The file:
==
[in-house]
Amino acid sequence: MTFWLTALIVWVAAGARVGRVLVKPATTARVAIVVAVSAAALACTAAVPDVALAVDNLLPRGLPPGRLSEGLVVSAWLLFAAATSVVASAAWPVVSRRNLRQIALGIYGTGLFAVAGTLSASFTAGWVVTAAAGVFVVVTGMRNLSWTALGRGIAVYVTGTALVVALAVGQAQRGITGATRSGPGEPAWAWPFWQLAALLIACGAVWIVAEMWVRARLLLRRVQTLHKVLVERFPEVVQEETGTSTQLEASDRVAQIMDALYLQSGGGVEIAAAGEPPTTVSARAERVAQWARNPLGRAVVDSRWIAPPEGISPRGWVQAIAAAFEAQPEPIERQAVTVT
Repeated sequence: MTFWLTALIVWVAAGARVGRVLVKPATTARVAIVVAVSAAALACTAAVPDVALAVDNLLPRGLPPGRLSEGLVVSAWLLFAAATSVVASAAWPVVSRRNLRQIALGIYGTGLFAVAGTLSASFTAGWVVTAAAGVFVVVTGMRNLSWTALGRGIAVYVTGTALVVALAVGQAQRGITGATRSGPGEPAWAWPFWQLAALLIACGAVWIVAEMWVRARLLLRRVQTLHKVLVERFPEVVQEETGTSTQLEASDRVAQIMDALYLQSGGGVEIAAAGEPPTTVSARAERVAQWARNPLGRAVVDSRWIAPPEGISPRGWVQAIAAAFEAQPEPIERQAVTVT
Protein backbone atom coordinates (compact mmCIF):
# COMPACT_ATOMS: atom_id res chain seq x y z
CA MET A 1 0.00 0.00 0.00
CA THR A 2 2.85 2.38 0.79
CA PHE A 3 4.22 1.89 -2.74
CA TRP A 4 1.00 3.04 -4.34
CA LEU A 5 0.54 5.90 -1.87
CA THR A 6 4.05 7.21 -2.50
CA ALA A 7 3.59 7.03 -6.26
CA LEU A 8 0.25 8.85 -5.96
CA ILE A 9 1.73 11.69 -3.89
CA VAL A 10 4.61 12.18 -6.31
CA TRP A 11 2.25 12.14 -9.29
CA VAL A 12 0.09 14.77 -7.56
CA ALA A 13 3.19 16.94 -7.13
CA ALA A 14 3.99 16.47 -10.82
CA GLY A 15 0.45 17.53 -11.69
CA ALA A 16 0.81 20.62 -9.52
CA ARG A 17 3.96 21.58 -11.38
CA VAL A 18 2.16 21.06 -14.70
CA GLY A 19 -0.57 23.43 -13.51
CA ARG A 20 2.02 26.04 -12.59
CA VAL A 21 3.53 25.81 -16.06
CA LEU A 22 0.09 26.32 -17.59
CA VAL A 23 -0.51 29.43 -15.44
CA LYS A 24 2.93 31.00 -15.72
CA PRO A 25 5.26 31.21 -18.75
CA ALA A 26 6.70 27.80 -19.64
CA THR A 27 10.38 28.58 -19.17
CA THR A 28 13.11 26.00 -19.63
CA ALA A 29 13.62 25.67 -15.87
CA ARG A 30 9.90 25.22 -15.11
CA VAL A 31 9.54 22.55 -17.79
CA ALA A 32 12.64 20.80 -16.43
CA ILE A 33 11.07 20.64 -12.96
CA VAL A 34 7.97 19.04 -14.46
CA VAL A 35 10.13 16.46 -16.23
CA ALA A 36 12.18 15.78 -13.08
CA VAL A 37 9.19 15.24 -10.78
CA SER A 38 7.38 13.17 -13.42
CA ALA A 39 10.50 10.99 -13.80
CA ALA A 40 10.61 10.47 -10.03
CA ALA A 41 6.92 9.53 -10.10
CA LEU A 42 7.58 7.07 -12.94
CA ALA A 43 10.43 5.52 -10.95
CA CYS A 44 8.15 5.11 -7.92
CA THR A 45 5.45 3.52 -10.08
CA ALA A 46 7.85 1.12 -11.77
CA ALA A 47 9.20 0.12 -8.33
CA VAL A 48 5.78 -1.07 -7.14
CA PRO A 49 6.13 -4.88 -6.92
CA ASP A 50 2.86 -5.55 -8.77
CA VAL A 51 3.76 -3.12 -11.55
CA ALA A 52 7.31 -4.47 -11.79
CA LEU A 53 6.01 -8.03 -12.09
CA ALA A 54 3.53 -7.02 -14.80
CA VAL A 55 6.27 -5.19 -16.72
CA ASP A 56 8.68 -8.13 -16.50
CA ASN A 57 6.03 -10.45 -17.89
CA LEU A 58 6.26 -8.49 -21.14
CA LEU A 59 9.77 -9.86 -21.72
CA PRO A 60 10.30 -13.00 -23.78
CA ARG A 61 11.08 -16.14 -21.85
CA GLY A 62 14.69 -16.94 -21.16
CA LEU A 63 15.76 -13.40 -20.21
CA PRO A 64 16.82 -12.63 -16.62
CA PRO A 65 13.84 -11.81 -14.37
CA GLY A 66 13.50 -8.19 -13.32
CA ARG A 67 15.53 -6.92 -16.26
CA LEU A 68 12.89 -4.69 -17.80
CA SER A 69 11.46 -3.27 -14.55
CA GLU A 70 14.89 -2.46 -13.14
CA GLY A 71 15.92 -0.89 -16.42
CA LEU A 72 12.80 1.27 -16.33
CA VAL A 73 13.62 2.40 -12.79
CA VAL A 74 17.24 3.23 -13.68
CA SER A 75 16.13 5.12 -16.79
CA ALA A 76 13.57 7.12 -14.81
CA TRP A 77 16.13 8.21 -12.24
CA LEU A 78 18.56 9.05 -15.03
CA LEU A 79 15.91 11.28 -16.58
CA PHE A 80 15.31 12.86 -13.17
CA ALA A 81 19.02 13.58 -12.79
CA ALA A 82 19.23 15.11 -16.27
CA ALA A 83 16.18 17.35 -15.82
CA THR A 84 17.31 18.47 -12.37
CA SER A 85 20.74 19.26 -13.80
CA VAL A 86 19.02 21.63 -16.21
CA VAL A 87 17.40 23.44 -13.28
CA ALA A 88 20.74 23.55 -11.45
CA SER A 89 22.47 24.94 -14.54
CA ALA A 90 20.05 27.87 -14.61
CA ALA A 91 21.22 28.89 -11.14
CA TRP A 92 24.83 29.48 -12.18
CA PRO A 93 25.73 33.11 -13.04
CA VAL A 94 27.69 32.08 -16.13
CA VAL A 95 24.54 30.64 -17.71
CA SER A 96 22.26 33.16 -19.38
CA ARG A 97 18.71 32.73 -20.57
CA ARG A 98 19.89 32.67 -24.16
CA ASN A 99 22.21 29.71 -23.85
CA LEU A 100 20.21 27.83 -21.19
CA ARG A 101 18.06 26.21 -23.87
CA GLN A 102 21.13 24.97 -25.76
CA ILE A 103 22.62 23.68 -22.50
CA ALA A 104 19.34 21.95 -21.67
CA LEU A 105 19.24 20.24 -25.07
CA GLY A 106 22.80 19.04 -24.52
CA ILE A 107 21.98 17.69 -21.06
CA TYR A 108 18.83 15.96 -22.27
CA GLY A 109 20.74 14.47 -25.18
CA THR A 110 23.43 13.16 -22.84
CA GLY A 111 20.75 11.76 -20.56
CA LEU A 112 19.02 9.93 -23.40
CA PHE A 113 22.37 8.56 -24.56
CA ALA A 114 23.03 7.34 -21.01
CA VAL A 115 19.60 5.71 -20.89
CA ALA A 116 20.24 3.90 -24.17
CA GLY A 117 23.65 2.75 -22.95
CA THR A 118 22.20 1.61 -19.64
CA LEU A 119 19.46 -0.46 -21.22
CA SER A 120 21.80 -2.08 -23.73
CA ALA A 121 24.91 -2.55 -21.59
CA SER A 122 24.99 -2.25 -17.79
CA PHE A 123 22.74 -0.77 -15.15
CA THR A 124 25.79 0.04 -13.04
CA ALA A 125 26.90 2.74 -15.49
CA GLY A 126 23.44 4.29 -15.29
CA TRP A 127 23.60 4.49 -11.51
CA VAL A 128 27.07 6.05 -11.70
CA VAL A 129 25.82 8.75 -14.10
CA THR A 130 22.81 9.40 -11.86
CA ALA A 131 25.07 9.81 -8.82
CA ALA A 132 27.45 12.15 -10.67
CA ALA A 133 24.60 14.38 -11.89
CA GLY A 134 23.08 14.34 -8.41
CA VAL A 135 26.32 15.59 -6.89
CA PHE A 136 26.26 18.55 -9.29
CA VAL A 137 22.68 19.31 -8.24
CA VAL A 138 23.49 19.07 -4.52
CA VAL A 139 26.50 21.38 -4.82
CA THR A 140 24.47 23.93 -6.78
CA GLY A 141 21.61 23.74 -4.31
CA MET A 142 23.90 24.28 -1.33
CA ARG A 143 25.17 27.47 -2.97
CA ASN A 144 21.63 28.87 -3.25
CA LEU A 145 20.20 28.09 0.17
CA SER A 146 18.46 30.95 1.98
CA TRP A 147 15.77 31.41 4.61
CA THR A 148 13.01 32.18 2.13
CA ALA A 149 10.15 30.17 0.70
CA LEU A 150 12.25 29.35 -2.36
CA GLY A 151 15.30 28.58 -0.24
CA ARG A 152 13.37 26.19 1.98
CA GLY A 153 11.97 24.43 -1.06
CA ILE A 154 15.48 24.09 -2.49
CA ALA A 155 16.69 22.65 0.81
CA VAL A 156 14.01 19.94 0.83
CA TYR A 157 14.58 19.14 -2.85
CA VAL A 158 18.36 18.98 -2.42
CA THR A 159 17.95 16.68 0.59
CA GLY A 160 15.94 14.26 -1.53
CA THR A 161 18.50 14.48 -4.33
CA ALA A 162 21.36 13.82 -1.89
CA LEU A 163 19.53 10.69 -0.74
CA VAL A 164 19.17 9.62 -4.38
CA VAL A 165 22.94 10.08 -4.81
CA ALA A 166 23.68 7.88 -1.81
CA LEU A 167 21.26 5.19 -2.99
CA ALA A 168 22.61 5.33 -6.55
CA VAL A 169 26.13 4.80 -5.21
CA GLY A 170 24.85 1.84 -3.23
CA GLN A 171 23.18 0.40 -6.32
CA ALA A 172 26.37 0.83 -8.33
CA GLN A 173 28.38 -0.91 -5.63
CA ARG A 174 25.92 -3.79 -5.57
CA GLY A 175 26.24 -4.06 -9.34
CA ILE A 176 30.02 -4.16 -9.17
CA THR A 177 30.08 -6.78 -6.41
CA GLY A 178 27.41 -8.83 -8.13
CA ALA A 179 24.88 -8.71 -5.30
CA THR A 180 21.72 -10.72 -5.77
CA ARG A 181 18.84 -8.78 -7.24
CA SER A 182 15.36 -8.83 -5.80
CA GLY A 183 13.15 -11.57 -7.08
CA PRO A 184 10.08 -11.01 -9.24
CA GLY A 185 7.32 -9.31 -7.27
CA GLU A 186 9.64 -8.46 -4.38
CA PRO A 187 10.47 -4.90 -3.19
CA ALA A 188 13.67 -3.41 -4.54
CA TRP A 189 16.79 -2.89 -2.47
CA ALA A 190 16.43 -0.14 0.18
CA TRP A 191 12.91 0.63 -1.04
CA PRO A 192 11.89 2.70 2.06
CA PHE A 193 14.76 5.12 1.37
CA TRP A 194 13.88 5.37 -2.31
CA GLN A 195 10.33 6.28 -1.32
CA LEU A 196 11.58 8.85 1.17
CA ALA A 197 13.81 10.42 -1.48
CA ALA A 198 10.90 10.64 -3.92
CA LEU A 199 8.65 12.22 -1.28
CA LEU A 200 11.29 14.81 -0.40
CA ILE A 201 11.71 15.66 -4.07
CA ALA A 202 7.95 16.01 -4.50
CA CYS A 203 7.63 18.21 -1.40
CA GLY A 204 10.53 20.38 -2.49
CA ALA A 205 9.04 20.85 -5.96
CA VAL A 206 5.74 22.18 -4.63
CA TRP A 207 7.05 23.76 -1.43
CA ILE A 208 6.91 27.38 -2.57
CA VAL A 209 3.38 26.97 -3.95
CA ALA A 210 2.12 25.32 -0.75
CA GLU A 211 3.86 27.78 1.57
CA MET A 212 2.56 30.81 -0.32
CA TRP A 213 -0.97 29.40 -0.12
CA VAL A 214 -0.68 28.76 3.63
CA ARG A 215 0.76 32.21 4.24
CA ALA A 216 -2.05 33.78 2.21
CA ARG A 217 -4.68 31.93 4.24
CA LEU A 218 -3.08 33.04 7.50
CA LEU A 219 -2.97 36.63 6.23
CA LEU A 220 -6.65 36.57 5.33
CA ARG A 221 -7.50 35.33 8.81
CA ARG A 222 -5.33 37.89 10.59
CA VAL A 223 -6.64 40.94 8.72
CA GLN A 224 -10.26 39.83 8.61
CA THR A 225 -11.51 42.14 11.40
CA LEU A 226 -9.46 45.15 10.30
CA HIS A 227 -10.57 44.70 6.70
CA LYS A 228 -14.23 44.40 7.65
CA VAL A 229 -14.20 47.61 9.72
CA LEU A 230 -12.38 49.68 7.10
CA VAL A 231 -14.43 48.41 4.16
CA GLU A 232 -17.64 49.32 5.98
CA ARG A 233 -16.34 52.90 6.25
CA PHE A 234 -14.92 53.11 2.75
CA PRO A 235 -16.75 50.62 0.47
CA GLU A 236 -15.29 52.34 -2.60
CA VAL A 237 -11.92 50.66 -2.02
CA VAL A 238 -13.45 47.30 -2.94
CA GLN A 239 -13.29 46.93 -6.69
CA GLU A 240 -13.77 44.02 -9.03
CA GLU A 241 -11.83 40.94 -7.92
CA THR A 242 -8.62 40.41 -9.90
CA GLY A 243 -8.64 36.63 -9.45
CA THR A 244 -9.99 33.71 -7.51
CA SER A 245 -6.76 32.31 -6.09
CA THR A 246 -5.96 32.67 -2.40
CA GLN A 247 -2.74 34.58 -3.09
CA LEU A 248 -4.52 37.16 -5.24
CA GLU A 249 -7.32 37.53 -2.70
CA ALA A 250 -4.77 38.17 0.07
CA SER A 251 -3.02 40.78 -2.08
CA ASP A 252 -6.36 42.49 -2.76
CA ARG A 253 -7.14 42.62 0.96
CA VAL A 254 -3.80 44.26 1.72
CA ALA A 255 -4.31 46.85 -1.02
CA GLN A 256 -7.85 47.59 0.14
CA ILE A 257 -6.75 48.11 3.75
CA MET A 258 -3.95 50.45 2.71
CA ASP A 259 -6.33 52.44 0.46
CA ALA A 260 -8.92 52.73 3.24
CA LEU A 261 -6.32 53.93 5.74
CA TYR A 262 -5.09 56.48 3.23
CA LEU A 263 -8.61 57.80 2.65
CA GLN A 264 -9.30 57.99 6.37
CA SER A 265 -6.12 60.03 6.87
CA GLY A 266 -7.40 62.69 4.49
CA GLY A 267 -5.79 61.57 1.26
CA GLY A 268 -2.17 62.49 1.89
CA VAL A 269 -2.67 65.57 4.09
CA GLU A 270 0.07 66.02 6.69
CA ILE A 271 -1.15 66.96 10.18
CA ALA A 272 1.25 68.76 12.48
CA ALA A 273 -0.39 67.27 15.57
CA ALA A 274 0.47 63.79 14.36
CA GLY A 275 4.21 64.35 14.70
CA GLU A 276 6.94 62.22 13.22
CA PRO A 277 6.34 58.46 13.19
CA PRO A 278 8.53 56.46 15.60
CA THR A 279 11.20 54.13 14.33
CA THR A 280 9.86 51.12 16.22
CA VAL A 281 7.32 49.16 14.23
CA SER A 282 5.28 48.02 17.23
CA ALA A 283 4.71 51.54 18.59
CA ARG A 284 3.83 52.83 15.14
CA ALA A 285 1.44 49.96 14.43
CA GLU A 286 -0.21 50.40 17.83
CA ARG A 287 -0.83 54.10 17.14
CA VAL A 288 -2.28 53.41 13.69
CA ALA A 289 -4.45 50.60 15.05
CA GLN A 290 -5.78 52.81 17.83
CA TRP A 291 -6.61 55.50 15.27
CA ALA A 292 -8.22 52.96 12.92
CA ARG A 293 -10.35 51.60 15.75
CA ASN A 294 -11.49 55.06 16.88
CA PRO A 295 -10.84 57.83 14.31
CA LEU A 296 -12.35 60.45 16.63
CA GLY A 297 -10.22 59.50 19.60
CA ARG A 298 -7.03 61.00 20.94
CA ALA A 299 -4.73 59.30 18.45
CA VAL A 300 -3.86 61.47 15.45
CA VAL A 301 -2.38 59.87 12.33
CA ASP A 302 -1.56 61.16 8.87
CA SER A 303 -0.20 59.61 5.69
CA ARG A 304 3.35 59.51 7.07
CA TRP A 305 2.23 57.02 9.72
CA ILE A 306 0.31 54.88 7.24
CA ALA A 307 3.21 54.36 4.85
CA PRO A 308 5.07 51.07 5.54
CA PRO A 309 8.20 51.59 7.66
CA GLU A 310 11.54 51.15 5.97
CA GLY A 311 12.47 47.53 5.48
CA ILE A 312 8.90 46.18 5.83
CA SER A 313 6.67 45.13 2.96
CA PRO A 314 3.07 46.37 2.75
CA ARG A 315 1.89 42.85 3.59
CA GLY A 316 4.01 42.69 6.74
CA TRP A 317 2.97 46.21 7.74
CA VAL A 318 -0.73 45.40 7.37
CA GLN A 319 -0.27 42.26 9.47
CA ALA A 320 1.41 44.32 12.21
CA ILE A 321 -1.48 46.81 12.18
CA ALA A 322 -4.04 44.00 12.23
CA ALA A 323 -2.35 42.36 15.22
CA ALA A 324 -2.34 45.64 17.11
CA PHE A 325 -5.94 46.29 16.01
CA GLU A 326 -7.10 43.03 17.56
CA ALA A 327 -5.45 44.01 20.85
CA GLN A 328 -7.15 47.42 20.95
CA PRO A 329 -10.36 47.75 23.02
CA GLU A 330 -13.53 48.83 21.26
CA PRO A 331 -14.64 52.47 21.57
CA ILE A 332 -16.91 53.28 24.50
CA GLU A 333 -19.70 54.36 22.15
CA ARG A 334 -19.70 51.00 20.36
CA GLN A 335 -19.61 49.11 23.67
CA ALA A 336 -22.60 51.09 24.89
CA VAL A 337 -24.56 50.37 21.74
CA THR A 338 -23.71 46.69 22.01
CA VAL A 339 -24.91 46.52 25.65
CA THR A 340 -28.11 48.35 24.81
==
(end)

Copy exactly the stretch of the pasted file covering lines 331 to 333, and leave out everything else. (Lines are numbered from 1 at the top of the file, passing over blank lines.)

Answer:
CA GLU A 326 -7.10 43.03 17.56
CA ALA A 327 -5.45 44.01 20.85
CA GLN A 328 -7.15 47.42 20.95